Glitter Trotter: Thank you for joining us today, Pierra! The shop is buzzing and busy, so I really appreciate you sparing a few minutes to talk about Haute Baso!
Pierra Ntayombya: I am glad you are here, so you enjoy both the shop and also our Haute Baso Café – this is a locals’ favorite for a good leisurely breakfast.
GT: Looks like I can just get everything done right in one place today – good food, great shopping, exciting conversation. Let’s start with the latter – can we start with a brief history of Haute Baso? When did you open the doors?
PN: We started in 2014, but at the point we only opened our “virtual” doors because at the beginning, Haute Baso existed only online. And the idea came from this experience of being a “bridge” between Africa and the rest of the world, as I am sure you familiar with. So, Linda – our Creative Director -- was living in the US and coming to Rwanda for holidays; and every time she went, her friends would ask her to bring back something from Rwanda – jewelry, tailor-made dresses, curious, and gifts.
GT: In my early days in the US, I was always carrying tons of Russian dark chocolate for my friends and colleagues in the US.
PN: Ok, so you know how it happens. But then Linda thought, “is there an opportunity to build a proper, formal business?” And that’s how it all started – we recruited four artisans and set up an online shop; our product line initially focused on clothing and accessories.
GT: Let me echo an Instagram mem, “… And how is it going?”
PN: Funny! Well, it’s going great! We have a shop here with a wide range of products, we work with 400+ artisans throughout Rwanda plus several brands from Kenya and other countries. And we have this café. The business has grown a lot!
GT: And how would you describe the essence of your business, Haute Baso, in one sentence?
PN: Our main goal is to show people that it is possible to combine a traditional skill set and a modern-day innovation to create affordable, unique fashion that challenges the narrative on what handmade can look like.
GT: Is Linda a designer by education?
PN: No, she is not. And neither am I. But we both have a lot of passion for fashion and creativity. And let me tell you something – I think Africa is a unique place, where you can still turn your passion into a business or multiple businesses and have a thriving carrier even if you have not been formally educated to do so. I think here, it’s all about your personal drive and a strong, supportive community around you.
GT: I do want to talk about your personal drive and your personal journey in Africa. You are from Rwanda, but you were not born in Rwanda, right?
PN: You are right, I was born and spent my childhood in Canada. Both my parents are Rwandan, and they came to Canada in search for a better life. But in our household, we always knew that we were to “come home” – to return to Rwanda. Rwanda has remained home for us, even when we were abroad – my siblings and I knew that once we completed our studies in Canada, we would return home and build our life here. As the last of three siblings, I took a longer journey – studied for a bit longer, worked for a bit longer. But when my brother was getting married in Kigali, I knew it was my time to go – so I got a one-way ticket to Kigali.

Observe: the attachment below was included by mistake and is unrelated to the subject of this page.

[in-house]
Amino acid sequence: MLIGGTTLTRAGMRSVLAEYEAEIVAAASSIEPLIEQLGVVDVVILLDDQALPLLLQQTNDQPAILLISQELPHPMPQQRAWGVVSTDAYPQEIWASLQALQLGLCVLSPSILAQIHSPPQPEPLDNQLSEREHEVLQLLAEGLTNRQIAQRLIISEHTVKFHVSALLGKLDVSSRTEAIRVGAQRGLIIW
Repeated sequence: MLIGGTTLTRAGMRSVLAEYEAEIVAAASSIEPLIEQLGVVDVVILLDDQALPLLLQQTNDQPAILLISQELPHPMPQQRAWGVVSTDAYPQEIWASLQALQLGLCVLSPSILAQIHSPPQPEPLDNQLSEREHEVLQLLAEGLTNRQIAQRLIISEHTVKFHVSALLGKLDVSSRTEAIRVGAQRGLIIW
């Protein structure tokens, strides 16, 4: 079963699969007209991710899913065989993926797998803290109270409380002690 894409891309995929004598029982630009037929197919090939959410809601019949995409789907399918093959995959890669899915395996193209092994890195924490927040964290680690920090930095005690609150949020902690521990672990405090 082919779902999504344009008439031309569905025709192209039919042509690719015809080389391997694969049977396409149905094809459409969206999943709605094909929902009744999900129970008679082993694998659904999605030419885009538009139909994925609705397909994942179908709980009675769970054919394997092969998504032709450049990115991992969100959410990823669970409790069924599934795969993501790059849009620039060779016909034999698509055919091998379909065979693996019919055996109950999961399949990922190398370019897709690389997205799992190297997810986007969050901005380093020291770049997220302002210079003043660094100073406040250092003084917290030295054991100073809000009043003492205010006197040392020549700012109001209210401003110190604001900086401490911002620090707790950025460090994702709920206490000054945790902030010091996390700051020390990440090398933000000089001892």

That’s about my journey to Rwanda. As to my fashion journey, I did actually study fashion business. I always wanted to do something in fashion. I did not know, where my career would take me, but I was convinced it would have at least something to do with fashion. And then I met Linda and learned about Haute Baso. I felt that the mission and the values of the brand resonated with me; I loved the creative vision; and so four years ago I joined Haute Baso as the CEO.
GT: Congratulations! And what do you like about Haute Baso’s mission the most?
PN: I believe we are changing the way people in this country think about fashion industry, about the creative sector and creatives themselves. You know, we do not have fashion schools in Rwanda, and there are very few in East Africa in general. Access is part of the reason why people do not go into creative professions here – but access is also reflective of the value the society assigns to creative work. I am sure you’ve heard people in other developing countries saying that a person pursuing prosperity and fulfilment in life should be a doctor, a lawyer, or an engineer. I cannot totally disagree – for continued economic growth and continent development, we need all of those. But as humans, we also need other things – fashion being just one of those elements that make life more fulfilling, interesting, exciting, and engaging.
GT: You are right, but I can also see the point about promoting jobs that have higher potential to create financial independence and stability. Our parents want us to be safe – including safe from financial disasters, from poverty.